•  Let go of the notion that no one can do it as well as you. Let others help when offered. Ask for help when needed. Allow your children to help their grandparents within their abilities.
  •  Explore opportunities for respite. There are home health agencies which offer respite services on an hourly basis, and many assisted living communities will provide care for several days/weeks. If there is no money to pay for respite, ask another family member or trusted friend to give you a break.
  •  Realize that you are not alone. Confide in your friends and clergy about your doubts and fears.

Caring for others without short-changing yourself can be tremendously rewarding. It is the greatest honor to help those whom you love.

 
 

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Be Prepared for the Future

Some people work better under the stress of a deadline. They tell themselves that they are only motivated to do their best under pressure. That may be true, but it is risky to apply that situation when seniors (and their children) have to make health care decisions in a crisis mode.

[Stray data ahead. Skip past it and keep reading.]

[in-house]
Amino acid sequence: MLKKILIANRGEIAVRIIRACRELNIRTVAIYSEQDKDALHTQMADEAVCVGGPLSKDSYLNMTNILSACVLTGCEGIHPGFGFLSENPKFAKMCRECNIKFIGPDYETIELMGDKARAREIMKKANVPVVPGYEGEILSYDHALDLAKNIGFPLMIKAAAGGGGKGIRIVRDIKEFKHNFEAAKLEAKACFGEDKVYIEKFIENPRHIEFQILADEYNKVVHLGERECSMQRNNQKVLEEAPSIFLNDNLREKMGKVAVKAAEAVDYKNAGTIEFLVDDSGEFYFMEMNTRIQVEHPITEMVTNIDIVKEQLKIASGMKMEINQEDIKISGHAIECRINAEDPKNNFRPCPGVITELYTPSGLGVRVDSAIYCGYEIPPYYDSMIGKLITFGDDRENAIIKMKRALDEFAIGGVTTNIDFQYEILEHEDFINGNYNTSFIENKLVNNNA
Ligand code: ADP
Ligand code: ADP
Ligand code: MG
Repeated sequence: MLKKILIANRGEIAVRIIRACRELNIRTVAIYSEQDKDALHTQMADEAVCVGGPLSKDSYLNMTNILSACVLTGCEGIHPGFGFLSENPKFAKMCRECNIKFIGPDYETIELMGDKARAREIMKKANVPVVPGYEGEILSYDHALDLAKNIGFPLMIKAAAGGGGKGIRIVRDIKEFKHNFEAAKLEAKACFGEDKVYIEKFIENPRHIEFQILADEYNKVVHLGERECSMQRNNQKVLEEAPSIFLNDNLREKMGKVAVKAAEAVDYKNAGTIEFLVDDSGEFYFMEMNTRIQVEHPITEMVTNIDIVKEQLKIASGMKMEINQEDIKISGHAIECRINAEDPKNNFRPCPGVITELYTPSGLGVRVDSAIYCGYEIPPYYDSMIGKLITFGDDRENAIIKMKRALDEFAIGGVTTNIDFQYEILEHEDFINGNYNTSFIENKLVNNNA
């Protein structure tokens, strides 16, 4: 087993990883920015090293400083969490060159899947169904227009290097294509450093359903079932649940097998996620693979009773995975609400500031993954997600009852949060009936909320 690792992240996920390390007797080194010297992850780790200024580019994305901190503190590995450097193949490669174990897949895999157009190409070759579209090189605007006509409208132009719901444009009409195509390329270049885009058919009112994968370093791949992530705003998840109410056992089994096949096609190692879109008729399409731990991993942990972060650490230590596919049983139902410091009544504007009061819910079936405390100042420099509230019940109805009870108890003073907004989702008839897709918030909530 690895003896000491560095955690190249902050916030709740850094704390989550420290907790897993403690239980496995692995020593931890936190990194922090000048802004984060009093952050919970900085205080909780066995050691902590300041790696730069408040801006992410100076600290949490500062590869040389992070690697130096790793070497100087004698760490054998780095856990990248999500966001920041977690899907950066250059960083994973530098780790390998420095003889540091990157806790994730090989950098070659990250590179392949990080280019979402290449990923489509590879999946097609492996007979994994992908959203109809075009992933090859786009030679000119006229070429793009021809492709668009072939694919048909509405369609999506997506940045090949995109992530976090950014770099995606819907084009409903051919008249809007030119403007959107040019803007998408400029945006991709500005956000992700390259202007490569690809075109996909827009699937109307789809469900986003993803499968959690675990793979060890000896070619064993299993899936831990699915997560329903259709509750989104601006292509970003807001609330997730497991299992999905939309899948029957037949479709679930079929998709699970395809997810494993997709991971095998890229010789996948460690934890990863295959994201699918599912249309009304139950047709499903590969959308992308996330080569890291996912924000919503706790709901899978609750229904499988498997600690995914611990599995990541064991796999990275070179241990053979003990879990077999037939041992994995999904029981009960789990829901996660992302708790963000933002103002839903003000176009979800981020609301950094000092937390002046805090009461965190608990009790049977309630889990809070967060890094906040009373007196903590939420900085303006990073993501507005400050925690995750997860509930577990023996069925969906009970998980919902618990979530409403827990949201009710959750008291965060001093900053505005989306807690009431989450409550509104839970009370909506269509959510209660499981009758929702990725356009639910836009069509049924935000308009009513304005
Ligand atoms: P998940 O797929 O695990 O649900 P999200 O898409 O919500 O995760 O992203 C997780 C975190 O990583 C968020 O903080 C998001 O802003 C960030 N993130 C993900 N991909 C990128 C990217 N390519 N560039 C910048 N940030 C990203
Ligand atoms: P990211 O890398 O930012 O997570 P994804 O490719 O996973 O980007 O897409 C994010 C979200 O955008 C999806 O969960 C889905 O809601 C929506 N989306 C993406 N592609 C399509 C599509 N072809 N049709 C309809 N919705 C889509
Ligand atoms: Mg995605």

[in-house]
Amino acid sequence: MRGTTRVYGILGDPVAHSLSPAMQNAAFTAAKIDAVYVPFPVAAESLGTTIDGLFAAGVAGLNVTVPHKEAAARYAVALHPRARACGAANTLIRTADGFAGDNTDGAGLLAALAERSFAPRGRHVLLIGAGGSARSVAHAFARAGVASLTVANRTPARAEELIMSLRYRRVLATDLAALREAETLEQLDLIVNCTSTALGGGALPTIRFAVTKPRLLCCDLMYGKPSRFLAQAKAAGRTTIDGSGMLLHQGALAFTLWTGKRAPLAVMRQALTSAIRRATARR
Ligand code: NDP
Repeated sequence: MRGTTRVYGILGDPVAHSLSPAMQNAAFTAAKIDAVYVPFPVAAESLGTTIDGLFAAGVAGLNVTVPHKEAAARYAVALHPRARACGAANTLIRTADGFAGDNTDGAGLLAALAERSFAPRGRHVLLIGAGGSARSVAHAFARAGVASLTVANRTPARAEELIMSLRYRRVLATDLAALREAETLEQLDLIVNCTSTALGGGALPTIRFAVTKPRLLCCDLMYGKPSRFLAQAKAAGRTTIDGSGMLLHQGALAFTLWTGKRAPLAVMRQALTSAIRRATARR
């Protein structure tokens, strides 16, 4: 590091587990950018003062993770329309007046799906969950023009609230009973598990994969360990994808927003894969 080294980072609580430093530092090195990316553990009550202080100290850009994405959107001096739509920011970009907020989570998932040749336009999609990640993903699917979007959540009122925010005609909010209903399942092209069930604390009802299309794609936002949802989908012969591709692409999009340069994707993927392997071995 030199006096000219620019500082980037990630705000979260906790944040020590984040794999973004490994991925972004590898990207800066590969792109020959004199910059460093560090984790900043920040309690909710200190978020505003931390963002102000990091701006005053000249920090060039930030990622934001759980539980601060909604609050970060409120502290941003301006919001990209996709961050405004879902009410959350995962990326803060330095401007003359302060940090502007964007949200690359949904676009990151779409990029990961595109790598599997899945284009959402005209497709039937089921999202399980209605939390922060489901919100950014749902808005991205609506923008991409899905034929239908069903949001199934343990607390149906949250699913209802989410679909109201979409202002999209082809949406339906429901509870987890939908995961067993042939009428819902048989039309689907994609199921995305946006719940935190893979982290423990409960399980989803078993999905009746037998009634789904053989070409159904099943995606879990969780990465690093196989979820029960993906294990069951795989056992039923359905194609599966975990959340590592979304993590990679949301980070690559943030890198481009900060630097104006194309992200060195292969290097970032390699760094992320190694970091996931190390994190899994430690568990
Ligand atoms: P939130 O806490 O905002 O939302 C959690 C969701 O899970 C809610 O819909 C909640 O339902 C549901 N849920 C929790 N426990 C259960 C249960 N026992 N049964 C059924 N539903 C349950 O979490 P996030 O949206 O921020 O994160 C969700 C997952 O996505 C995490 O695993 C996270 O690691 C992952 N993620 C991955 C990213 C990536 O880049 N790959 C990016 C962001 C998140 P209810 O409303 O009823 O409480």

It is natural to feel uncomfortable to confront the inevitability of failing health or death with family members. Perhaps you are the daughter or son who feels it may be disrespectful to bring up the topic to Mom and Dad. Or you may be a parent and want to spare your kids from envisioning the time when you will not be strong enough to make decisions on your own.

Don’t wait for the perfect time, because there is no perfect time. Things can change suddenly, and if you don’t know your family  members’ wishes, location of documents and other vital information, it will be much more difficult to manage in a crisis situation. Discussing far-off, hypothetical scenarios are actually easier to address rather than when reality hits and you try to sort out options in the emergency room.